How to Become a Neonatal Nurse in 5 Steps
Find out about the types of jobs you could pursue in neonatal nursing. Read on to learn more about career options along with job duties, salary and licensure information. Schools offering Nursing degrees can also be found in these popular choices.
Career Information At a Glance
Neonatal nurses work with babies, both those who are healthy and those who need special care. The following chart gives you an overview about 2 nursing careers in neonatal nursing.
|Registered Nurse (RN)||Nurse Practitioner (NP)|
|Degree Required||Diploma, associate's degree or bachelor's degree||Master's degree|
|Education Field of Study||Nursing||Nurse Practitioner|
|Key Responsibilities||Monitor patient status and report changes; administer medication and treatment; maintain patient records; assist physician with examinations and treatment||Examine and assess health issues with newborns; order diagnostic testing and analyze results; make diagnosis; prescribe medication and treatment|
|Licensure and/or Certification||RN licensure is required by all states; board certification in neonatal nursing specialties is available||RN licensure is required by all states; board certification in neonatal nurse practitioner is available|
|Job Growth (2012-2022)||19% for all RNs*||34% for all NPs*|
|Median Salary (2014)||$54,133**||$83,891 **|
Source: *U.S. Bureau of Labor Statistics, **Payscale.com
What Is a Neonatal Nurse?
Neonatal nurses work with newborns on three levels. Nurses in Level I care ensure that healthy newborns are warm, content and fed. Level II units are for babies who need special feedings, are having breathing difficulties or were born prematurely. Level III nurses work in neonatal intensive care with critically ill babies who have had surgery or need high-tech treatment.
Step 1: Start Your Nursing Education
The first step to becoming a neonatal nurse is to earn a diploma, associate's degree or Bachelor of Science in Nursing (BSN) at a school accredited by the National League for Nursing Accrediting Commission. You can find nursing programs at 4-year schools and community colleges. During your education, you'll take classes in pediatric nursing care, pharmacology and physiology.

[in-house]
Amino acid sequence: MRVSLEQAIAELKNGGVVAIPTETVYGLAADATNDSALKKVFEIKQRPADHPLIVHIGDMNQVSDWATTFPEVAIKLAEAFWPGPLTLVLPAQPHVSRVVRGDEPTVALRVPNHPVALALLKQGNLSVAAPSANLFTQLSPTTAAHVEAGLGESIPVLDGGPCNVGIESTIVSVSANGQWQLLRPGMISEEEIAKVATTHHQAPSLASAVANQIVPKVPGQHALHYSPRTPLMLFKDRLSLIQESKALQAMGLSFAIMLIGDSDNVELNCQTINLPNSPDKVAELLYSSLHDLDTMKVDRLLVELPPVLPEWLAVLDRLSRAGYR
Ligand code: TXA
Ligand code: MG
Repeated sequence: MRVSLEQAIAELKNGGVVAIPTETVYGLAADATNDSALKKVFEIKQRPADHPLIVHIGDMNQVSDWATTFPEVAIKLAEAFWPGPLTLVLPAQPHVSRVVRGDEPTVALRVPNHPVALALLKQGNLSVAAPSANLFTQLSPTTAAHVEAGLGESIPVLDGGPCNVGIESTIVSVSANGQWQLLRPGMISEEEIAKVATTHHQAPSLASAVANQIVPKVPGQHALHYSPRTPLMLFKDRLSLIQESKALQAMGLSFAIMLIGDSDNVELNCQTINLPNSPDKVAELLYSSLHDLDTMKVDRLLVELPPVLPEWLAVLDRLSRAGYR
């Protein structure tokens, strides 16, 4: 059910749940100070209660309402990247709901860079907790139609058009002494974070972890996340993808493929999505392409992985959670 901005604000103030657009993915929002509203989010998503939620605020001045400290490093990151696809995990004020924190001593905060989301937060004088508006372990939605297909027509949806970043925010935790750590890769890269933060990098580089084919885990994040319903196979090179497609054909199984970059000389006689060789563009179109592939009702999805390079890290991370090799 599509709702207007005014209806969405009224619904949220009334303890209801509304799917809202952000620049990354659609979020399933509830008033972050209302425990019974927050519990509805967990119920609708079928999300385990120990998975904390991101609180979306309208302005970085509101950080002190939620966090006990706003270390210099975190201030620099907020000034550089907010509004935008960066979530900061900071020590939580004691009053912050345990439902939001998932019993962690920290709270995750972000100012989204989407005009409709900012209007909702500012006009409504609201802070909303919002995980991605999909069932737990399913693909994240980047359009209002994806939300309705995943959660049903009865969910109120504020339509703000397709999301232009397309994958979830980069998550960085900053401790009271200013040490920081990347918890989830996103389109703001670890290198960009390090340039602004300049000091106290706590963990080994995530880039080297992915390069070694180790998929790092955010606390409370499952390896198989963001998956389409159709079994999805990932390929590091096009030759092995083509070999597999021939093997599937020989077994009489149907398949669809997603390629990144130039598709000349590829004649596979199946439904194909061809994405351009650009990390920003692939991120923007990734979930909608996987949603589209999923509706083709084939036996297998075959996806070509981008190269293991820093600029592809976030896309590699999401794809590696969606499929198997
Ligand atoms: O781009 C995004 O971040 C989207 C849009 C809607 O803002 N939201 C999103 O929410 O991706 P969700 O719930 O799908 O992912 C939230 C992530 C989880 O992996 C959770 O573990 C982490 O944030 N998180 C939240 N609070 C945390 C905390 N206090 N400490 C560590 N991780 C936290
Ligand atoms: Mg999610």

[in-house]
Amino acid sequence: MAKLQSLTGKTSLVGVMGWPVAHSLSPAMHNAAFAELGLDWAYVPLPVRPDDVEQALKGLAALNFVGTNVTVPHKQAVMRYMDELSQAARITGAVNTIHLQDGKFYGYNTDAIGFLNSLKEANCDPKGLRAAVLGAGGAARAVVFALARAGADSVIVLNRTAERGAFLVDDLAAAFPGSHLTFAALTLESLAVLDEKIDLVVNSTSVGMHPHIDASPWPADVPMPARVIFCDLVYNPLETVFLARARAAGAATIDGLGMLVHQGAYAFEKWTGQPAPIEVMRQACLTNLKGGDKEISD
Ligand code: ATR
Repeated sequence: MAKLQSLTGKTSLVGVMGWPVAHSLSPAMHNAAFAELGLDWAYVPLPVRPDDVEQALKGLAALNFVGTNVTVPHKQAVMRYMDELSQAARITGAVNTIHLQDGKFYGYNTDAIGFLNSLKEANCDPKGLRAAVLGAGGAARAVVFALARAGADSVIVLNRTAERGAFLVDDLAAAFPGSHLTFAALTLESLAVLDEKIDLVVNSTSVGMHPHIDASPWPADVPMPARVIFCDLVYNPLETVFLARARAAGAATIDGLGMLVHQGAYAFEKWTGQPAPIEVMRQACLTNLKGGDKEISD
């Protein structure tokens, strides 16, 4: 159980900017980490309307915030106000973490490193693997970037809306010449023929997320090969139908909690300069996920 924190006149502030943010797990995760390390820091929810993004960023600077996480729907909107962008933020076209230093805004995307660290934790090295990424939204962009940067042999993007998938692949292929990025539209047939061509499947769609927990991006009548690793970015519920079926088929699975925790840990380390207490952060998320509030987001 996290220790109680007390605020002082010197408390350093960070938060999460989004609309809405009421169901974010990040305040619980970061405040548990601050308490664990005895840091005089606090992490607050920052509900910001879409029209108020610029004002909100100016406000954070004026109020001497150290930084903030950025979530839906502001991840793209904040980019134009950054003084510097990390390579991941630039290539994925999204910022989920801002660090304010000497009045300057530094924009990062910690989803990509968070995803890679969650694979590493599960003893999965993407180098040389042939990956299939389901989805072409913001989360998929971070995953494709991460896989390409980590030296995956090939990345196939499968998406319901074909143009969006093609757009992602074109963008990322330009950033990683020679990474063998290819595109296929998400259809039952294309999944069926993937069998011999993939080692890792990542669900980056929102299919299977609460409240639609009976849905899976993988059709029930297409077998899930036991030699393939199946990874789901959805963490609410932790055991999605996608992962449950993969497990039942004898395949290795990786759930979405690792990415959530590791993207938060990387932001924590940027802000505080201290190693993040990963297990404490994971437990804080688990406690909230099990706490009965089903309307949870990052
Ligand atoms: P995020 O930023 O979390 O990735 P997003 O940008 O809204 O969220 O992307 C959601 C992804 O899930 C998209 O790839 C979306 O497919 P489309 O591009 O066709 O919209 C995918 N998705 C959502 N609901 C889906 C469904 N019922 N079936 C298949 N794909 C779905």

While having an associate's degree or diploma is the minimum educational requirement to work as a neonatal nurse, the American Association of Colleges of Nursing recommends the BSN as the minimum degree for nursing practice (www.aacn.nche.edu). Many employers prefer to hire nurses who have a bachelor's degree, and a BSN likely will be required if you hope to pursue a management role in neonatal nursing.
Step 2: Become a Registered Nurse
After you have your diploma or degree in nursing, you must acquire a license in the state where you plan to work. Licensure requirements vary, but in all states, you must pass the NCLEX-RN exam to become a registered nurse (RN).
Step 3: Work as a Neonatal Nurse
According to the National Association of Neonatal Nurses, the majority of neonatal nurses work in hospitals, but you can also work in a clinic, pediatric office, home care or specialty healthcare center (www.nann.org). Some employers might want you to work 1-2 years as a nurse in pediatrics or a Level I neonatal unit before working with newborns requiring special or critical care.
Step 4: Consider Certification
Certification can show your skill in neonatal practice and may be preferred by some employers. The National Certification Corporation (NCC) offers several neonatal credentials. For example, Low Risk Neonatal Nursing (RNC-LRN) certification requires that you be an RN with 2,000 hours of general neonatal nursing experience. The exam covers assessment and care of the low-risk newborn.
Neonatal Intensive Care Nursing (RNC-NIC) certification might be right for you if you have 2,000 hours of intensive care nursing practice. The test addresses issues and interventions involved in treatment of high risk infants. Neonatal Pediatric Transport (C-NPT) is a subspecialty certification that could be useful if you plan to work in emergency transport of critically ill babies. NCC notes that two years of transport experience can be helpful for passing the exam.
Step 5: Earn Your Advanced Practice Degree
After 1-2 years as a neonatal RN, you might consider becoming a neonatal nurse practitioner (NNP). You can do this by earning a Master of Science in Nursing (MSN) with a concentration in neonatal nursing or a postgraduate certificate in neonatal nursing. Most programs require intensive care experience for admission and take about two years to complete.
During an NNP program, you might take classes in the physiological development of newborns, high-risk infant care and advanced pharmacology. You also may be required to complete a neonatal nursing residency. After you earn your advanced degree, you are eligible to sit for an exam offered by the NCC to become a certified NNP.
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